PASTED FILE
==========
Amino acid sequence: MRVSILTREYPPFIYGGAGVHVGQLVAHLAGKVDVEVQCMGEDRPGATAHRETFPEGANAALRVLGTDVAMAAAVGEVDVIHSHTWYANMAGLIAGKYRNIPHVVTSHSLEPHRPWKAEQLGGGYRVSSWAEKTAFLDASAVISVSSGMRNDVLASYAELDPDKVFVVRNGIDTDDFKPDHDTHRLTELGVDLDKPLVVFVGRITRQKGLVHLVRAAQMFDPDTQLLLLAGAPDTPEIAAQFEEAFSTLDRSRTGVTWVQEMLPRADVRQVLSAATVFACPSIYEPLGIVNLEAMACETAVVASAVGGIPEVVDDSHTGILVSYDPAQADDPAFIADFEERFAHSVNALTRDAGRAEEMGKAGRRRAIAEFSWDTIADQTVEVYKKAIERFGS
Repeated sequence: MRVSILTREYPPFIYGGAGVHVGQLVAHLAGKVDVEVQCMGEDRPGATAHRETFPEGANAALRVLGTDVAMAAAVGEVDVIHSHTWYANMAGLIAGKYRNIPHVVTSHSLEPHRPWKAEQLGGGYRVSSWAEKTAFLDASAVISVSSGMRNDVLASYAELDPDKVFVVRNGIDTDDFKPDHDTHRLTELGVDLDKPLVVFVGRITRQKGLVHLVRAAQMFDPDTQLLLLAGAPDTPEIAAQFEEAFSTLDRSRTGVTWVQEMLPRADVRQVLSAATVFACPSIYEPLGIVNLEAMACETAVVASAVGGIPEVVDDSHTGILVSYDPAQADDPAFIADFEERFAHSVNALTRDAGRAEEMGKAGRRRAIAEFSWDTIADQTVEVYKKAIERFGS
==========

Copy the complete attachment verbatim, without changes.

Amino acid sequence: MRVSILTREYPPFIYGGAGVHVGQLVAHLAGKVDVEVQCMGEDRPGATAHRETFPEGANAALRVLGTDVAMAAAVGEVDVIHSHTWYANMAGLIAGKYRNIPHVVTSHSLEPHRPWKAEQLGGGYRVSSWAEKTAFLDASAVISVSSGMRNDVLASYAELDPDKVFVVRNGIDTDDFKPDHDTHRLTELGVDLDKPLVVFVGRITRQKGLVHLVRAAQMFDPDTQLLLLAGAPDTPEIAAQFEEAFSTLDRSRTGVTWVQEMLPRADVRQVLSAATVFACPSIYEPLGIVNLEAMACETAVVASAVGGIPEVVDDSHTGILVSYDPAQADDPAFIADFEERFAHSVNALTRDAGRAEEMGKAGRRRAIAEFSWDTIADQTVEVYKKAIERFGS
Repeated sequence: MRVSILTREYPPFIYGGAGVHVGQLVAHLAGKVDVEVQCMGEDRPGATAHRETFPEGANAALRVLGTDVAMAAAVGEVDVIHSHTWYANMAGLIAGKYRNIPHVVTSHSLEPHRPWKAEQLGGGYRVSSWAEKTAFLDASAVISVSSGMRNDVLASYAELDPDKVFVVRNGIDTDDFKPDHDTHRLTELGVDLDKPLVVFVGRITRQKGLVHLVRAAQMFDPDTQLLLLAGAPDTPEIAAQFEEAFSTLDRSRTGVTWVQEMLPRADVRQVLSAATVFACPSIYEPLGIVNLEAMACETAVVASAVGGIPEVVDDSHTGILVSYDPAQADDPAFIADFEERFAHSVNALTRDAGRAEEMGKAGRRRAIAEFSWDTIADQTVEVYKKAIERFGS